There has been some attention paid to the CBOE VIX volatility index recently, after it shot up on Wednesday and Thursday to its highest level since the earthquake and tsunami struck Japan in March. The so-called fear gauge was reflecting some fears on the part of investors.
Still, some observers have been pointing out that, at a level not far above 21 on Wednesday, the VIX was actually not far above its long-term average (since 1980) of about 20. In other words, investors still look remarkably complacent in the face of stock market downturns, potential debt default in Greece, and rising concerns of an economic slowdown in the United States.
"This is a market simply unwilling to acknowledge anything unusual might be under way," said Jim Bianco of Bianco Research (via The Big Picture). "It is quite possible the latest spate of negative news is simply one in a series of crises since March 2009 that have generated a great deal of excitement and then were buried in the next rally. For more than two years, the bears have made the headlines and the bulls have made the money, much to the consternation of the bears."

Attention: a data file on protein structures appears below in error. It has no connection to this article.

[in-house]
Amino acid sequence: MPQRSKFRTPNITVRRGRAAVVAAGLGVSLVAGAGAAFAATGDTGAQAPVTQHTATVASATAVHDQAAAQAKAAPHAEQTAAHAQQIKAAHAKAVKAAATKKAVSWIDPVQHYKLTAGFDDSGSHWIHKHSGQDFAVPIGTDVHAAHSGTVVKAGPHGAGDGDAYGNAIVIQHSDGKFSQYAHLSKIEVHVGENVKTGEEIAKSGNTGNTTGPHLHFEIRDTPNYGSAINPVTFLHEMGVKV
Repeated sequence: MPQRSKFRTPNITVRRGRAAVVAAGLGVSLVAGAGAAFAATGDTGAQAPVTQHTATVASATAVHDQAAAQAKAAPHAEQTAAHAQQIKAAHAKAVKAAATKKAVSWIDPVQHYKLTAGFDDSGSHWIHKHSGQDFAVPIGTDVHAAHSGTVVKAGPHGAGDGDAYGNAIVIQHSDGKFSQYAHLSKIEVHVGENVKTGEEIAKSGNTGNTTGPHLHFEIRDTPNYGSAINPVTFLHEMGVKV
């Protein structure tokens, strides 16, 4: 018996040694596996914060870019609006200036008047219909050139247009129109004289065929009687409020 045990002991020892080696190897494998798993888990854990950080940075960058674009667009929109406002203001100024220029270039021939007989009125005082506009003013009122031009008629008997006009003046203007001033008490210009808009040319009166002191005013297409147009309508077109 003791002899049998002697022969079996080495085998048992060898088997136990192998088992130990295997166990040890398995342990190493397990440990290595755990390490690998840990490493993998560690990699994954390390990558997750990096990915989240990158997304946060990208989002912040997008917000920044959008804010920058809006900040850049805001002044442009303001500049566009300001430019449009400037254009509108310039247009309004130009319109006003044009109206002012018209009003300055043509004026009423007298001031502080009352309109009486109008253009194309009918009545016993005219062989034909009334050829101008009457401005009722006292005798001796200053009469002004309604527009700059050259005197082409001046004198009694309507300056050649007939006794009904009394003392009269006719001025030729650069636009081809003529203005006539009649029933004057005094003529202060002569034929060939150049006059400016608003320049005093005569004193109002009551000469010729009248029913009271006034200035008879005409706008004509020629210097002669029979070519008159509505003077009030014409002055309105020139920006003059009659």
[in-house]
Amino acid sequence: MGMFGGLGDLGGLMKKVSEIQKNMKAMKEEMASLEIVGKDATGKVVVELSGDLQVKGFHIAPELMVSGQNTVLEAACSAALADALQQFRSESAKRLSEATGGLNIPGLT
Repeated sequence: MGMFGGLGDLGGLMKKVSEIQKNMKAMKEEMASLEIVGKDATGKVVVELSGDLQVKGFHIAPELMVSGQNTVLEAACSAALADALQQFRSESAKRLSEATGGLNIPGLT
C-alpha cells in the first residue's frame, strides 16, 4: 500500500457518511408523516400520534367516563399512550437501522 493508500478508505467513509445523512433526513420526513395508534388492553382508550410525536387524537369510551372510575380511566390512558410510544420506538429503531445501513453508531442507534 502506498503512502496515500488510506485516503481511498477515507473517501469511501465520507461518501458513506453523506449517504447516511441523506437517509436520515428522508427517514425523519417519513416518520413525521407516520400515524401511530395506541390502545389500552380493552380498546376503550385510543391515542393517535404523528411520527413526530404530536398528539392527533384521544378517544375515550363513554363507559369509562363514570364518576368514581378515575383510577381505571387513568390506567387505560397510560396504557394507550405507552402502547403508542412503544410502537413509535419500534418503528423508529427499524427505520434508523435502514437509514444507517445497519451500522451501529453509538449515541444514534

Indeed, this line of thinking (buy the dip!) is what might be holding the VIX back from a true expression of concern. And Mr. Bianco argues that it would be better if the VIX actually did rise higher given the current backdrop of market volatility: "If the present complacence is incorrect, the subsequent adjustment will be harder and more violent than it would have been otherwise," he said.
John Hussman of Hussman Funds made a similar remark at the start of the week. At the time, he believed that the six-week decline of the S&P 500 was a set-up for a brief market bounce (remember Tuesday's jump?), but that investor complacency was standing in the way of anything more meaningful.
He explained that the VIX tends to spike toward 30 or higher at points where investors can reasonably be viewed as 'fearful.'"
"Likewise, though Investors Intelligence reports that the percentage of bullish investment advisors has pulled back modestly, most of them have simply gone to the "correction" camp, suggesting that the confidence in a rebound is still fairly universal. The percentage of bearish investment advisors remains way down at 22.6 per cent."
Still, complacency does appear to be melting away. In late-afternoon action on Thursday, the VIX rose another 14 per cent, to 24.4.